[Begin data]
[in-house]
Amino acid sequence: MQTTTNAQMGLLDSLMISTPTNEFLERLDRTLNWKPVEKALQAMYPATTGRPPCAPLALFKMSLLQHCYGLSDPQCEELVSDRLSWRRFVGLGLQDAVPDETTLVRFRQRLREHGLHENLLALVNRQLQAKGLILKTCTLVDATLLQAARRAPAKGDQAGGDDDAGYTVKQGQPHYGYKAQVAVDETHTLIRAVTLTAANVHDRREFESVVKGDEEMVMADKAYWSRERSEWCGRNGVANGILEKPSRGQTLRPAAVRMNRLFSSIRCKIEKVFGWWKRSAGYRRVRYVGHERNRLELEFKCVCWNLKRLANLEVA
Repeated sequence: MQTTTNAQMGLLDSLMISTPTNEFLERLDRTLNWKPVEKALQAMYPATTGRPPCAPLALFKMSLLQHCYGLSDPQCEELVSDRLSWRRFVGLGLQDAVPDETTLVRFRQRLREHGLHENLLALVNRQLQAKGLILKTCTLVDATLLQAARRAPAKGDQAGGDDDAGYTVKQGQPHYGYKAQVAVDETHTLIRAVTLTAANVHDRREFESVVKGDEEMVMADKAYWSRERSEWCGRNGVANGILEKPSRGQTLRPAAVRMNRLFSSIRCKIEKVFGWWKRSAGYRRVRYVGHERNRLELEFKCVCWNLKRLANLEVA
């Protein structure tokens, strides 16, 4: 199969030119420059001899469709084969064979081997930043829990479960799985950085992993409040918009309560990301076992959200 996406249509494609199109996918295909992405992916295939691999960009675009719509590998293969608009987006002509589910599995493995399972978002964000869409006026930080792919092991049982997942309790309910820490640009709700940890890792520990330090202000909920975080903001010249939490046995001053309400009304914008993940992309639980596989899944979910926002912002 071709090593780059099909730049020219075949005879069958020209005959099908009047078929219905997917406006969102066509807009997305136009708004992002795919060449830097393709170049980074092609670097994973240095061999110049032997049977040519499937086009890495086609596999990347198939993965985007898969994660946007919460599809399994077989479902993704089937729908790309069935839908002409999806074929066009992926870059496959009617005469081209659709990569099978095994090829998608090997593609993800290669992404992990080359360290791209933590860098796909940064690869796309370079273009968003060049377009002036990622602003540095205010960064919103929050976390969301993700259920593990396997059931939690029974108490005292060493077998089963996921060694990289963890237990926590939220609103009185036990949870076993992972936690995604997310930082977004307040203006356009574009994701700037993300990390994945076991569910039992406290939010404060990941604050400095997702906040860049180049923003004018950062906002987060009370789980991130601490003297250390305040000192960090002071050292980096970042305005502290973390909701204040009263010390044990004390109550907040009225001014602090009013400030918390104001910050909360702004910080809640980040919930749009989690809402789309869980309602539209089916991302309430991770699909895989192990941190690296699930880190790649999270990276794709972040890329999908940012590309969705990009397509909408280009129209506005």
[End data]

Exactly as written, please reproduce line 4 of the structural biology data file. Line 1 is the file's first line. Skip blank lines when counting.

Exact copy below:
């Protein structure tokens, strides 16, 4: 199969030119420059001899469709084969064979081997930043829990479960799985950085992993409040918009309560990301076992959200 996406249509494609199109996918295909992405992916295939691999960009675009719509590998293969608009987006002509589910599995493995399972978002964000869409006026930080792919092991049982997942309790309910820490640009709700940890890792520990330090202000909920975080903001010249939490046995001053309400009304914008993940992309639980596989899944979910926002912002 071709090593780059099909730049020219075949005879069958020209005959099908009047078929219905997917406006969102066509807009997305136009708004992002795919060449830097393709170049980074092609670097994973240095061999110049032997049977040519499937086009890495086609596999990347198939993965985007898969994660946007919460599809399994077989479902993704089937729908790309069935839908002409999806074929066009992926870059496959009617005469081209659709990569099978095994090829998608090997593609993800290669992404992990080359360290791209933590860098796909940064690869796309370079273009968003060049377009002036990622602003540095205010960064919103929050976390969301993700259920593990396997059931939690029974108490005292060493077998089963996921060694990289963890237990926590939220609103009185036990949870076993992972936690995604997310930082977004307040203006356009574009994701700037993300990390994945076991569910039992406290939010404060990941604050400095997702906040860049180049923003004018950062906002987060009370789980991130601490003297250390305040000192960090002071050292980096970042305005502290973390909701204040009263010390044990004390109550907040009225001014602090009013400030918390104001910050909360702004910080809640980040919930749009989690809402789309869980309602539209089916991302309430991770699909895989192990941190690296699930880190790649999270990276794709972040890329999908940012590309969705990009397509909408280009129209506005």